WHITTIER – It seems that every pub, restaurant and household in the United States has fully embraced World Cup fever, but did you know that Rio Hondo College has been a launching ground for some of the sport’s professional athletes?

The Rio Hondo Men’s Soccer program is one of the best in the Foothill Conference and Southern California. Coach Orlando Brenes, who is Costa Rican, has helped the Roadrunners win the conference title from 2002 to 2009 consecutively.

In the 2013 season, Brenes led the Roadrunners to a 13-5-5 overall record and a 7-1-0 conference record, clinching the Foothill Conference championship yet again.

“Many of Rio Hondo’s players have gone on to collegiate and professional careers,” Brenes said. “Soccer is by far the most popular sport on the planet. Because of that, scouts from around the world are always interested in players we produce here at Rio Hondo College.”

Such players include:

Marvin Quijano, Los Angeles Galaxy, pictured above

Marvin Quijano led the Rio Hondo Soccer Team to many victories while securing a slew of top honors, including All-Time Conference Most Valuable Player. He caught the attention of professional soccer recruiters and in 1999 Quijano found himself starting for the L.A. Galaxy. Quijano played for the Galaxy until 2002 when he began his tenure with the Colorado Rapids, where he finished his professional soccer career.

Luis Aguilar, Montreal Thunder A League

Luis Aguilar played on the Rio Hondo College Men’s Soccer Team in 2002 and 2003. In 2004, he transferred to the University of San Francisco where he completed his collegiate career in 2005 after winning back-to-back West Coast Conference (WCC) Division I titles with Second and First Team All-WCC awards. He has played with the Ajax Orlando Prospects of the United Soccer Leagues (USL) Premier Development League, the California Cougars of Major Indoor Soccer League and San Francisco Seals. In 2007, he signed with the USL First Division expansion team, California Victory, and later the Montreal Impact, where he made the starting squad for the playoffs.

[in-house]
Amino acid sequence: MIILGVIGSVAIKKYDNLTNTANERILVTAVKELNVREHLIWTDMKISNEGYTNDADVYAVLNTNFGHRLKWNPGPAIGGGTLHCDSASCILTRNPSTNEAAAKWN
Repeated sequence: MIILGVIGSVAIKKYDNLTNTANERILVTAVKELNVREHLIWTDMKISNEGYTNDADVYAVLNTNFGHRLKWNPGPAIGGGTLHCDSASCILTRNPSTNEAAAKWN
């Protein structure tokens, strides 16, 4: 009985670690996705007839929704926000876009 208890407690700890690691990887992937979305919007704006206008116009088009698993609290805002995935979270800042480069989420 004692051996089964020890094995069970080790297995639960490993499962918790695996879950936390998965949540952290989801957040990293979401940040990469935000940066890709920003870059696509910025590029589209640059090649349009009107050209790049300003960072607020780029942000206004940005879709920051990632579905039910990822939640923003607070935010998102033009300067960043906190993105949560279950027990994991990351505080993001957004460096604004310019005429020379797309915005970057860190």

“Our athletics program is definitely a crown jewel for the College,” said Rio Hondo College Superintendent/President Teresa Dreyfuss. “Men’s soccer, particularly, has a long and illustrious record of producing quality teams with quality players who go on to play on the world’s stage.”


This week’s homily

By Thomas M. Boles PhD., DMin, D.D.

Many years ago, Sandy Koufax, a Jewish pitcher for the Los Angeles Dodgers, announced that he wouldn’t play on the holiest day of his year, Yom Kippur. Koufax’s employer pointed out that it was the first game of the 1965 World Series. Couldn’t he pitch just a little?

“No,” Koufax said. But, he pitched a shutout in games five and seven, and the Dodgers won the series 4-3.

In 1996, Eli Herring, a 340 pound offensive tackle, who sported a 3.5 grade-point average, was expected to be the top senior offensive tackle in the pro draft. However, he turned down a possible multimillion-dollar deal with the Oakland Raiders because he wouldn’t play on his holy day, Sunday.

Unfortunately, most of the Raiders games were scheduled for Sundays. Herring could either sign up with the NFL and enjoy a very prosperous life, or teach math for $20,000 a year, keep the Sabbath, and enjoy a very honorable life. He chose honor and conviction over riches.

An old county-gospel song states the conviction underlying both men’s decisions: “You can’t be a beacon if your light don’t shine.”

Compromise makes a good umbrella but a poor roof; it is a temporary


A good man is guided by his honesty; the evil

man is destroyed by his dishonesty.

Proverbs 11:3